Ronald Knox’s description of Jansenism, in his acclaimed history of Christian sectarianism, Enthusiasm: A Chapter in the History of Religion, describes a type of spiritual presumption and zealotry that has resurfaced time and again, from the Montanists of the second century to the Feeneyites of the twentieth.
It is not so much the severity of false spirituality—after all, one thinks of the intense austerities of orthodox men like Simon Stylites and Francis of Assisi—as the fact that sectarians mistake personal taste and temperament for objective truth. At the root of Jansenist error was intense pride. Its advocates were forever bent on rancor and controversy as if their belief could only be defined negatively. According to Knox, “to be a Jansenist you must always be writing against somebody.” The Jansenist propagandist Antoine Arnauld “spent thirty out of the last fifty years of his life either in hiding or in exile, arguing all the time; that did not matter, he could bear anything except to be silenced.”
Another frequent aspect of sectarianism is rigorism. While boasting of the efficacy of their good works Jansenists urged the utmost severity towards others. It reinforced their sense of religious superiority. One is reminded of the bullying Mr. Murdstone and his malevolent sister in David Copperfield: “what such people miscall their religion, is a vent for their bad-humours and arrogance.” As a result they are much disliked and so “they are very free in consigning everybody who dislikes them to perdition.”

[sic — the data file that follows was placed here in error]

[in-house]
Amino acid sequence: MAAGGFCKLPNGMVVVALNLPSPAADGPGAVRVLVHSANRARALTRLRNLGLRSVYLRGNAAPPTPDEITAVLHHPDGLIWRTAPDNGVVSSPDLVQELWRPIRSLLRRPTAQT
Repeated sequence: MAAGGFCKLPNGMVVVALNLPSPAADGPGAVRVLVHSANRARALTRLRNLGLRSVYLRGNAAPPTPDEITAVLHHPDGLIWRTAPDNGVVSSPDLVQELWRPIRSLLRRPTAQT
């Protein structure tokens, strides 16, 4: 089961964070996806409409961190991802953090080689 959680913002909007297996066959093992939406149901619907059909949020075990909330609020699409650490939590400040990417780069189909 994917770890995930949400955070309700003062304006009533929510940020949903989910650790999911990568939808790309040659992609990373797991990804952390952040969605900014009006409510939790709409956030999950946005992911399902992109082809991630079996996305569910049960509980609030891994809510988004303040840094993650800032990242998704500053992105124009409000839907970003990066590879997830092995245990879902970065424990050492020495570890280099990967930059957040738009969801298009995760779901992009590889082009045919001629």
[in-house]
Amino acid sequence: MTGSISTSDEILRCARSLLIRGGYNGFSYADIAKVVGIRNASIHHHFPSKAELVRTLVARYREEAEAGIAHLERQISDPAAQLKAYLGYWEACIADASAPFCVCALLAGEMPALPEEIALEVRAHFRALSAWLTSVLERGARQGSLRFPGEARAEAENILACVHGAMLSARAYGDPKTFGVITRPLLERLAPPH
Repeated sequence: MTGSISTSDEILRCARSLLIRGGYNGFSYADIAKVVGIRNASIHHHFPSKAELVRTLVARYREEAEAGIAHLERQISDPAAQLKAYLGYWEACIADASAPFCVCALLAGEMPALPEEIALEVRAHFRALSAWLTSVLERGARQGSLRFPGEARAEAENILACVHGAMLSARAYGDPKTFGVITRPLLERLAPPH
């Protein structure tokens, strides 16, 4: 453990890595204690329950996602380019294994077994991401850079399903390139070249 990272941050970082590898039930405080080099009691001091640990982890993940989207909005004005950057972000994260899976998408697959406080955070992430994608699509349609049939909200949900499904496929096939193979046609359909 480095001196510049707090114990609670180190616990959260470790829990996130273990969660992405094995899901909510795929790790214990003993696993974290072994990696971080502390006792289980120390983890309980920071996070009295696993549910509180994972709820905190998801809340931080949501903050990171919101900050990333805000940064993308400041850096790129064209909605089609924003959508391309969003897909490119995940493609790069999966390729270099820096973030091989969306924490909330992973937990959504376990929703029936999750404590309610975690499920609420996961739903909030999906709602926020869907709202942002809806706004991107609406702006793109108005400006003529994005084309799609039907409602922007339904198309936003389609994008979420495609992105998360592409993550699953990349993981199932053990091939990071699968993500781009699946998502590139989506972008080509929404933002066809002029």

Perhaps in this same spirit the Jansenists harped on the difficulty of salvation. According to Knox it was based on the “the feeling that you form a very small nucleus within the Church, coupled with the firm belief that only a very small nucleus within the Church is destined to heaven.” This in turn leads to the “assumption that the two ‘remnants’ are one in the same.” The Jansenists viewed themselves as an elect group. Knox explains that with all sectarian views of Christianity
The enthusiast wants to see results; he is not content to let the wheat and tares grow side by side until the harvest. It must be made possible somehow, even in this world, to draw a line between the sheep and the goats. Thus a little group of devout souls isolates itself from the rest of society, to form a nucleus for the New Jerusalem….
Knox’s book is a remarkable treatment of Christian movements throughout history which display a set of shared errors. It is a religious study in the manner of Cardinal Newman, which is not only carefully thought out but written in timeless prose. It is a convincing work of religious forensics devoid of rancorous polemics. In conclusion, by understanding the motives behind religious sectarianism described in Enthusiasm we can learn a great deal about cultish activities on a social and political level as well. It is a profound work of human psychology.